In May of 2012, Moody’s credit agency downgraded several of Norway and Sweden’s largest banks. The move came as a surprise to many who still consider Nordic banks to rank among the strongest in Europe. They are the only two countries in Europe that do not have a deficit, and it is significant that neither is a member of the Eurozone. The downgrades were mild compared to those inflicted on banks in Spain and Italy.
The credit rating agency defended their decision based on the banks’ degree of reliance on wholesale funding, average profitability from retail loans due to price competition, and the vulnerability of their export-oriented economies to the problems facing the Eurozone. Moody’s believed that their funding and margins left them vulnerable to the unexpected, and that should they be caught off guard, rebuilding their capital would be very difficult.
Representatives of the financial industry contested the decision on the grounds that the banks have diverse portfolios, and have access to the major funding markets like the US and Japan. They maintained that the cuts were mild and were likely to have relatively little impact. Customers could expect higher borrowing costs, but not much else would change.
Investors were unconcerned, and shares in the banks even rose following the announcement, demonstrating a lack of faith in the opinions of credit ratings agencies. For many, the strength of the Nordic banks is apparent and comforting.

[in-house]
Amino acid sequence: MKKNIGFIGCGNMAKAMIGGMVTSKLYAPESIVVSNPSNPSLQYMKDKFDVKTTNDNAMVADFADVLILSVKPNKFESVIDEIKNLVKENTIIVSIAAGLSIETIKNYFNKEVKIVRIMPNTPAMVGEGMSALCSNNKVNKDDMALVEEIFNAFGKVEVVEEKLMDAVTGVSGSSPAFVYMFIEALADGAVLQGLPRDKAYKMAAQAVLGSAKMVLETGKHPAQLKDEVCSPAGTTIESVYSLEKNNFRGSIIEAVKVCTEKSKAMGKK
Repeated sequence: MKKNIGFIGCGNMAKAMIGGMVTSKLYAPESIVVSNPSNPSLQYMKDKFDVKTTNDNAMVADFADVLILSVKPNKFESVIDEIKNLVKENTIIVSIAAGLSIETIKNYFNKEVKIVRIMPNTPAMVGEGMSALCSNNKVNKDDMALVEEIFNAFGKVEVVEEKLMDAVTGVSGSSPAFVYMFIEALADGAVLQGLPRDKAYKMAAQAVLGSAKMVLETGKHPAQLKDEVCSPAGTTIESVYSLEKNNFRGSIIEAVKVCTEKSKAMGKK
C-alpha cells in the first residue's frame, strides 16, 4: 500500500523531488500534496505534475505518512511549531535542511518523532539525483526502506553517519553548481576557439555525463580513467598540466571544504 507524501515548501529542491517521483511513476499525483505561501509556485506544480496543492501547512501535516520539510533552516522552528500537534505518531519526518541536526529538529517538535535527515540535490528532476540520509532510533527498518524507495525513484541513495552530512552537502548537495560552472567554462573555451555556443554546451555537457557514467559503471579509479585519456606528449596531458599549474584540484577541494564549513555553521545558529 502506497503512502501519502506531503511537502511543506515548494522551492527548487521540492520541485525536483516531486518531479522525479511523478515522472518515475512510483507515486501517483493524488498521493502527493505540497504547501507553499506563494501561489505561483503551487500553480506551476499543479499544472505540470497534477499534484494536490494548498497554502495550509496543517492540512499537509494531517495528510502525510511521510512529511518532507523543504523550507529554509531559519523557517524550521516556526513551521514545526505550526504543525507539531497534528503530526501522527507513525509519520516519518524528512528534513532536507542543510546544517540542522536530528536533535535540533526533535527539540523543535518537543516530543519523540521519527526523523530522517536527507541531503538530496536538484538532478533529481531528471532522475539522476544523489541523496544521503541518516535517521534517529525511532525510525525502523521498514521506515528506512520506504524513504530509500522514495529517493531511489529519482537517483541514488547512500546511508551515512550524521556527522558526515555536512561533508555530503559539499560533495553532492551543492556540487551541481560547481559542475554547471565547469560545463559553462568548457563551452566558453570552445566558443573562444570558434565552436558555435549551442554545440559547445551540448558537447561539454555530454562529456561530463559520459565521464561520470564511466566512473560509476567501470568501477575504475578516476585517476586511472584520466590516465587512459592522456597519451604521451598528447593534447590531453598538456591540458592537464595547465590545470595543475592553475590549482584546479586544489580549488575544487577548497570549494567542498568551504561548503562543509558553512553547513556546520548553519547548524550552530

And so far they have been right. Business at Swedish and Norwegian banks even in the months since they were downgraded has seen a dramatic increase. In fact, there has been such a large growth in deposits, that banks are no longer as reliant on the capital markets as a source of funding—one of the primary reasons for the downgrade. Their currencies are especially strong against the euro, thus making Nordic banks a refuge for international clients looking for protection against the dollar and euro.
It’s good news for Nordic countries as well as the rest of Europe. But the fact remains that if the situation in the Eurozone does begin to spiral out of control, a scenario that is entirely possible, Nordic banks will certainly suffer. For those left wondering “what is the best investment?” the answer still lies in precious metals. They are the only stores of value that will not be devalued—instead, times of economic uncertainty, they are in high demand as people seek to protect their assets. But when it comes to the question of “what is the best precious metal to invest in?”the answer will vary. Personal preferences and unique portfolios are the determining factors, but there are many others to consider as well. For this reason it is best to consult a Precious Metals expert at ITM Trading.